Discrimination of Linguistic and Prosodic Information In Infant-Directed Speech by Six-Month-Olds
Theaux, Heather M.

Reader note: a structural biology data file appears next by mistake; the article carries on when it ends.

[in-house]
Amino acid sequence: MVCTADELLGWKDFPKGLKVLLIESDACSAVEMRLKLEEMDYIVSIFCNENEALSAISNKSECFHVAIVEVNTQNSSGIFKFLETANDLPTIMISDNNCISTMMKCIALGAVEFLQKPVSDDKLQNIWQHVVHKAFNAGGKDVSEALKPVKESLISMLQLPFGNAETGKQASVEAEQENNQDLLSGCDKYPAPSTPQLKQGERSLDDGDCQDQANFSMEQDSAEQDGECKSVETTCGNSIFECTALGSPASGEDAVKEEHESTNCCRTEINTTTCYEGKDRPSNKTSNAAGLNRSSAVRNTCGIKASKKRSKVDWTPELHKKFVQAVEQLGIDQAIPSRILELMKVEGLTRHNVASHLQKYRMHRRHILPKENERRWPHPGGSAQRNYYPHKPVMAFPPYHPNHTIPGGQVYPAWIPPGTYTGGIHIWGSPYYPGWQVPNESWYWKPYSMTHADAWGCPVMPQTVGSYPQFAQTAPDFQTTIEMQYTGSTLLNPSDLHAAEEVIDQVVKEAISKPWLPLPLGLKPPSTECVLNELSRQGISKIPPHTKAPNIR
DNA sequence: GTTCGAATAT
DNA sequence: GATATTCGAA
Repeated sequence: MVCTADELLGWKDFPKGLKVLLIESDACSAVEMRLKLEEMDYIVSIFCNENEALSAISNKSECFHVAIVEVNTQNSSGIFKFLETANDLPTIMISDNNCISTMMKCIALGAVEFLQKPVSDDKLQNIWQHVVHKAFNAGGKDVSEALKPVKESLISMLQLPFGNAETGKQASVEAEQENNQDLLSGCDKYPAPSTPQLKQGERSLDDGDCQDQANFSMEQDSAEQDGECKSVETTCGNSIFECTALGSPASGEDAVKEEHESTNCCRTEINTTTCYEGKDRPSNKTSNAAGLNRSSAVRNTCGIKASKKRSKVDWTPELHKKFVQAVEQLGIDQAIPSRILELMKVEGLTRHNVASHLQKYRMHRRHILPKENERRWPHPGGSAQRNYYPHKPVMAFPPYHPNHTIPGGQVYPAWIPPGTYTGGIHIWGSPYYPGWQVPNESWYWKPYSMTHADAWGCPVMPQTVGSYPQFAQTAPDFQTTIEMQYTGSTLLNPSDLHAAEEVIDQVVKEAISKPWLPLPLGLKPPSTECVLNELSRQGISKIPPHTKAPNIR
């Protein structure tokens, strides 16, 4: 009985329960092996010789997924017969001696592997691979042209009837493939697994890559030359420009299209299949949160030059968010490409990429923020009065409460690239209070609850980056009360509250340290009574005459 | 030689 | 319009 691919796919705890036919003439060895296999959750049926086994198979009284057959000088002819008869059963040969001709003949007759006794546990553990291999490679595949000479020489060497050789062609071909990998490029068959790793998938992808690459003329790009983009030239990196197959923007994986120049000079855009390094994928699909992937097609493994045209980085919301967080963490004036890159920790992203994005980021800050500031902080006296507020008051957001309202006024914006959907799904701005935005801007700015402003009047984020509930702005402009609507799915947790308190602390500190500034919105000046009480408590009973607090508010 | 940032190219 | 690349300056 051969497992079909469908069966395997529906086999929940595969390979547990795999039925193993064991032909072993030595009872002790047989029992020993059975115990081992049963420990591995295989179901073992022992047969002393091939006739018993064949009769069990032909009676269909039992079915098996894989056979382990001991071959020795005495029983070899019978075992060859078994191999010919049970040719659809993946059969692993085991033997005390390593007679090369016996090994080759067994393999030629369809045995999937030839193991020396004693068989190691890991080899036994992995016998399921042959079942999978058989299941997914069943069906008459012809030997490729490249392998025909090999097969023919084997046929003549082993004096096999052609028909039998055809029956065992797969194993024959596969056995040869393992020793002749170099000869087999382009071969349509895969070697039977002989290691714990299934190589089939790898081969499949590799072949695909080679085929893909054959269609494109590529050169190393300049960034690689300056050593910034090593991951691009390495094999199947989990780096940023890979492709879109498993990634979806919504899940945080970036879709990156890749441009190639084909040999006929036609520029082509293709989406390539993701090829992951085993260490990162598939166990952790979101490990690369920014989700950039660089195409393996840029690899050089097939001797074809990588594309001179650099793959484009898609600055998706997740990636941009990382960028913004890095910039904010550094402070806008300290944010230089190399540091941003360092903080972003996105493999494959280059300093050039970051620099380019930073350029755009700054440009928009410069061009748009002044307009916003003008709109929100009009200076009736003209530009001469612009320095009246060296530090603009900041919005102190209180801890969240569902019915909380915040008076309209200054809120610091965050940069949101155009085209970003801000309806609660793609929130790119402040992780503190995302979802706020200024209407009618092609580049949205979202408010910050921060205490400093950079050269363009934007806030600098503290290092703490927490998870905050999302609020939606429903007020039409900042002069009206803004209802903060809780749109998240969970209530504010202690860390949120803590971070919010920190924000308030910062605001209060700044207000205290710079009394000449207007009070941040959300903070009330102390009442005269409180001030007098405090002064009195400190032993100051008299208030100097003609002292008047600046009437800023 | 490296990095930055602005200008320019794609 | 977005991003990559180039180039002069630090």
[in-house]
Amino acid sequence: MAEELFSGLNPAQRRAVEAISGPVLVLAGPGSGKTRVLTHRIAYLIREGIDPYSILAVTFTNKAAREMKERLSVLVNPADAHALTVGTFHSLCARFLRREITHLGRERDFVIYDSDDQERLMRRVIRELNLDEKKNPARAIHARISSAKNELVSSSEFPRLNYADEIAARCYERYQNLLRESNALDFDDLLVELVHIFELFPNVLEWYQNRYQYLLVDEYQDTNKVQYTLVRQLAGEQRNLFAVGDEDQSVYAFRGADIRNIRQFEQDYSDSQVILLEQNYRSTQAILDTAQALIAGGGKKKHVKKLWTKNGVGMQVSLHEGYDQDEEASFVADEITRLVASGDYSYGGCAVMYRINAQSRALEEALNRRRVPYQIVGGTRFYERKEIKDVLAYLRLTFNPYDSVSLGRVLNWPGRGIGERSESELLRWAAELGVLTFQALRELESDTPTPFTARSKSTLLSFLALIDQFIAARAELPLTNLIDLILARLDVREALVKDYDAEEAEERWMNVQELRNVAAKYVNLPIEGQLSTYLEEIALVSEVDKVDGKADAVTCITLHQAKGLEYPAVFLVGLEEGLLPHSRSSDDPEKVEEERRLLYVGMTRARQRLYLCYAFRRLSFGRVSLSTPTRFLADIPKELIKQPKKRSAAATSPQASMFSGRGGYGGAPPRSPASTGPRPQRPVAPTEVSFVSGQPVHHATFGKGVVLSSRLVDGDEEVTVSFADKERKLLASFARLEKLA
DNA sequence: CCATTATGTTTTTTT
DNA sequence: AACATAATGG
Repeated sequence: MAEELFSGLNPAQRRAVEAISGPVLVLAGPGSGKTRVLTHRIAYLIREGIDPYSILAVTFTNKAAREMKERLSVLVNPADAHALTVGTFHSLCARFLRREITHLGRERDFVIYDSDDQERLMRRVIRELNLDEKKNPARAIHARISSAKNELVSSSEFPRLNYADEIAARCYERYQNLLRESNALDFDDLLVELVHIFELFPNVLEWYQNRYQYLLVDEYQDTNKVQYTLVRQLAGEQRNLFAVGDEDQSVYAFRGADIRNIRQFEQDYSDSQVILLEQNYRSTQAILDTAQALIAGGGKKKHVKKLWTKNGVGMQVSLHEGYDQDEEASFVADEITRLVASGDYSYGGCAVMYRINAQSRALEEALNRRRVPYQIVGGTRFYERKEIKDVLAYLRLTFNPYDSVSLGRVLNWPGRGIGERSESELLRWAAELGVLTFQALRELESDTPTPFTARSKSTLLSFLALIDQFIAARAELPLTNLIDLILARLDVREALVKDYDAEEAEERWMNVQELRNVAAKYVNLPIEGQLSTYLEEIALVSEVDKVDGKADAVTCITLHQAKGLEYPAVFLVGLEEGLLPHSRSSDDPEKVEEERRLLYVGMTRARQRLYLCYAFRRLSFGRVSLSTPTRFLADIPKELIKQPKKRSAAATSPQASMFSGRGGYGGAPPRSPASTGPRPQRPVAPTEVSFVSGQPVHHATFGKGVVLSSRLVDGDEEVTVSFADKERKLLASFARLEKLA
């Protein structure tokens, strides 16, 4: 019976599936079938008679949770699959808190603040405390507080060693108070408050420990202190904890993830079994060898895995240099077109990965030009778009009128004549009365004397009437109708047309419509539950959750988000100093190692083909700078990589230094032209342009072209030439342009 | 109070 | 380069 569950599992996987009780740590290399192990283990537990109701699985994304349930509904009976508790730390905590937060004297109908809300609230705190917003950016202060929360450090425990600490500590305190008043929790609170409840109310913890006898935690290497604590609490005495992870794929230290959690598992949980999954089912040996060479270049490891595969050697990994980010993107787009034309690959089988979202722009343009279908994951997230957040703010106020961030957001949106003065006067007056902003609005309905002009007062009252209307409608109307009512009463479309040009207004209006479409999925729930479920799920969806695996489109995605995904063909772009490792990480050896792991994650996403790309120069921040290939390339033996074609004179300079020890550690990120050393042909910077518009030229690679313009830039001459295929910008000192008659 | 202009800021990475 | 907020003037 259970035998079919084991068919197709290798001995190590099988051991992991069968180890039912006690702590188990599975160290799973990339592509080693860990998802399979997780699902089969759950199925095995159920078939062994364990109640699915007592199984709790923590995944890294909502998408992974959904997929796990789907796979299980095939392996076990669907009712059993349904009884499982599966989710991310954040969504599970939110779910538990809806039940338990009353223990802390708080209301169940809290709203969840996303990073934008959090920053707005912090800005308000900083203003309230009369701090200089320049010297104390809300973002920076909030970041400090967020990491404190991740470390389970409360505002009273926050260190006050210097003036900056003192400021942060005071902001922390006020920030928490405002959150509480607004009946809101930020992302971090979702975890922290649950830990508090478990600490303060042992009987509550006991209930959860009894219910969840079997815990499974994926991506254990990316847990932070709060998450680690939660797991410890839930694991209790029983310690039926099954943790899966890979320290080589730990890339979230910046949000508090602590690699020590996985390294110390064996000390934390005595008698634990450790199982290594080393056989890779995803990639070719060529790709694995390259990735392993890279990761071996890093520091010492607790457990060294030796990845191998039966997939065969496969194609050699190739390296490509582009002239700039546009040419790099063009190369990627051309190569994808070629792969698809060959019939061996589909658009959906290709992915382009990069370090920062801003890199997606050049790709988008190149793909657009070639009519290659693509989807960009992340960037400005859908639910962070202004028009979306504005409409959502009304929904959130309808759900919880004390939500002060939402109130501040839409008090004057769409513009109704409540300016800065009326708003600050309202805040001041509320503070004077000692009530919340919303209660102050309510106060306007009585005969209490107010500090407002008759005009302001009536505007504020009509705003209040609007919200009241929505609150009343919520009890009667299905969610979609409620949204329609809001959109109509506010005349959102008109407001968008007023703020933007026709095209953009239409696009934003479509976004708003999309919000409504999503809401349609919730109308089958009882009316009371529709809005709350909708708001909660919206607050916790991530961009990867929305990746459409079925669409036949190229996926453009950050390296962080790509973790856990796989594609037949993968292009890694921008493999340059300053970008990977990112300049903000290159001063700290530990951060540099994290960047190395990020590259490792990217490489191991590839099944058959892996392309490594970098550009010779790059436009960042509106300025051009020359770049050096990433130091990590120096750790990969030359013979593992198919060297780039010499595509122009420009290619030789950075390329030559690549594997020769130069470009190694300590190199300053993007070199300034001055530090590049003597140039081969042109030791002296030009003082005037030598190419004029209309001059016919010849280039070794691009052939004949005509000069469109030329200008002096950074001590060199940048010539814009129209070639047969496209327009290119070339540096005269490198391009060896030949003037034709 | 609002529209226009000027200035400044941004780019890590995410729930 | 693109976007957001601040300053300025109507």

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The purpose of the present study was to tease apart the paralinguistic from the linguistic aspects of infants' perception of infant-directed (ID) speech. Several studies have shown that infants beginning at a few days after birth discriminate native from nonnative speech and can discriminate specific contours (rising, falling, rising-falling) in ID speech. Some studies have also indicated that infants at 4.5 months of age prefer their own name over other names but at 6 months of age, fail to prefer a sentence with their own name embedded in it. Using a discrimination procedure, the current study investigated whether 6-month-old infants could detect a change in contour and/or a change in words when listening to ID utterances. Results indicated that 6-month-old infants detected both a contour and a word change. From these results, it is argued that as has been shown in other exper- iments, infants are extremely sensitive to subtle changes in speech. Furthermore, ID speech appears to facilitate infants' ability to discriminate small changes in ID speech (both linguistic and paralinguistic). It is suggested that future studies investigate more discrete changes in speech samples and a replication of this research with adult-directed (AD) speech.
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